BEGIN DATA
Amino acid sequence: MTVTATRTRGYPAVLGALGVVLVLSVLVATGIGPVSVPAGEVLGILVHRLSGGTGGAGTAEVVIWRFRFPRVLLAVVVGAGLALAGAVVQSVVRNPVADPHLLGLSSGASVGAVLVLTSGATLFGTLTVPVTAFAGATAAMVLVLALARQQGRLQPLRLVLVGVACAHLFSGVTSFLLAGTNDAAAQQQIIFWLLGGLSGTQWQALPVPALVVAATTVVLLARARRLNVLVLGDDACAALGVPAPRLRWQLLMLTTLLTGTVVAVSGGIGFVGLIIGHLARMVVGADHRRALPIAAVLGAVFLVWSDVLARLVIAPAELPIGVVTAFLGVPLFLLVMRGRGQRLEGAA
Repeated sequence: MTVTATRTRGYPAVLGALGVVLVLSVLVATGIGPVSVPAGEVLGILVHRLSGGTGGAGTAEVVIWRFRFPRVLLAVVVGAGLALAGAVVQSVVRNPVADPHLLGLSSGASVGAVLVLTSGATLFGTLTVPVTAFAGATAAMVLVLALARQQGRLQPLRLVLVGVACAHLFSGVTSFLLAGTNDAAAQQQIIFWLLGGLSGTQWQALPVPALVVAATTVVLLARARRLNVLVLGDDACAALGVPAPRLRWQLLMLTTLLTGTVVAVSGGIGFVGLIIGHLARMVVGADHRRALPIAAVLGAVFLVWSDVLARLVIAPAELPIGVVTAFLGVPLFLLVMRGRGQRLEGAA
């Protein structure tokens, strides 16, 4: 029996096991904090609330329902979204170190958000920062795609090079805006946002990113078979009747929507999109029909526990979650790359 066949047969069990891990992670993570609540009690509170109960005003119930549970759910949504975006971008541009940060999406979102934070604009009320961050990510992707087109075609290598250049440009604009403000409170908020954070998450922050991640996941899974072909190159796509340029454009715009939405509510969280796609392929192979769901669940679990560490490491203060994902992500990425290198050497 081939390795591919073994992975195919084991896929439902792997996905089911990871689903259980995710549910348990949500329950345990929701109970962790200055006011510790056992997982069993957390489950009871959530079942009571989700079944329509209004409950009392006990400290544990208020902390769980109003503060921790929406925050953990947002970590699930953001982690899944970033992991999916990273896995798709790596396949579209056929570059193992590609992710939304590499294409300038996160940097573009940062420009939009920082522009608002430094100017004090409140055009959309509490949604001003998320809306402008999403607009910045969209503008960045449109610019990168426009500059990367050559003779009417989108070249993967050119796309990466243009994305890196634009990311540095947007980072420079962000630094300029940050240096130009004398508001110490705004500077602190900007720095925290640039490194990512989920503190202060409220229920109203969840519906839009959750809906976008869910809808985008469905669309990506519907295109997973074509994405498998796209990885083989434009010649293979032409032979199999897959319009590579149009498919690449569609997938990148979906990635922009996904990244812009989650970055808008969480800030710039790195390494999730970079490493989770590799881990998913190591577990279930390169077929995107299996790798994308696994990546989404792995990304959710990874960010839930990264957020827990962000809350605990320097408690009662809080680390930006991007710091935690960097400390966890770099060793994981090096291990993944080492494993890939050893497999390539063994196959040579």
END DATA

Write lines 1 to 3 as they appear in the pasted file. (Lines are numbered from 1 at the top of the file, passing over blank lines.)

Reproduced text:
Amino acid sequence: MTVTATRTRGYPAVLGALGVVLVLSVLVATGIGPVSVPAGEVLGILVHRLSGGTGGAGTAEVVIWRFRFPRVLLAVVVGAGLALAGAVVQSVVRNPVADPHLLGLSSGASVGAVLVLTSGATLFGTLTVPVTAFAGATAAMVLVLALARQQGRLQPLRLVLVGVACAHLFSGVTSFLLAGTNDAAAQQQIIFWLLGGLSGTQWQALPVPALVVAATTVVLLARARRLNVLVLGDDACAALGVPAPRLRWQLLMLTTLLTGTVVAVSGGIGFVGLIIGHLARMVVGADHRRALPIAAVLGAVFLVWSDVLARLVIAPAELPIGVVTAFLGVPLFLLVMRGRGQRLEGAA
Repeated sequence: MTVTATRTRGYPAVLGALGVVLVLSVLVATGIGPVSVPAGEVLGILVHRLSGGTGGAGTAEVVIWRFRFPRVLLAVVVGAGLALAGAVVQSVVRNPVADPHLLGLSSGASVGAVLVLTSGATLFGTLTVPVTAFAGATAAMVLVLALARQQGRLQPLRLVLVGVACAHLFSGVTSFLLAGTNDAAAQQQIIFWLLGGLSGTQWQALPVPALVVAATTVVLLARARRLNVLVLGDDACAALGVPAPRLRWQLLMLTTLLTGTVVAVSGGIGFVGLIIGHLARMVVGADHRRALPIAAVLGAVFLVWSDVLARLVIAPAELPIGVVTAFLGVPLFLLVMRGRGQRLEGAA
């Protein structure tokens, strides 16, 4: 029996096991904090609330329902979204170190958000920062795609090079805006946002990113078979009747929507999109029909526990979650790359 066949047969069990891990992670993570609540009690509170109960005003119930549970759910949504975006971008541009940060999406979102934070604009009320961050990510992707087109075609290598250049440009604009403000409170908020954070998450922050991640996941899974072909190159796509340029454009715009939405509510969280796609392929192979769901669940679990560490490491203060994902992500990425290198050497 081939390795591919073994992975195919084991896929439902792997996905089911990871689903259980995710549910348990949500329950345990929701109970962790200055006011510790056992997982069993957390489950009871959530079942009571989700079944329509209004409950009392006990400290544990208020902390769980109003503060921790929406925050953990947002970590699930953001982690899944970033992991999916990273896995798709790596396949579209056929570059193992590609992710939304590499294409300038996160940097573009940062420009939009920082522009608002430094100017004090409140055009959309509490949604001003998320809306402008999403607009910045969209503008960045449109610019990168426009500059990367050559003779009417989108070249993967050119796309990466243009994305890196634009990311540095947007980072420079962000630094300029940050240096130009004398508001110490705004500077602190900007720095925290640039490194990512989920503190202060409220229920109203969840519906839009959750809906976008869910809808985008469905669309990506519907295109997973074509994405498998796209990885083989434009010649293979032409032979199999897959319009590579149009498919690449569609997938990148979906990635922009996904990244812009989650970055808008969480800030710039790195390494999730970079490493989770590799881990998913190591577990279930390169077929995107299996790798994308696994990546989404792995990304959710990874960010839930990264957020827990962000809350605990320097408690009662809080680390930006991007710091935690960097400390966890770099060793994981090096291990993944080492494993890939050893497999390539063994196959040579």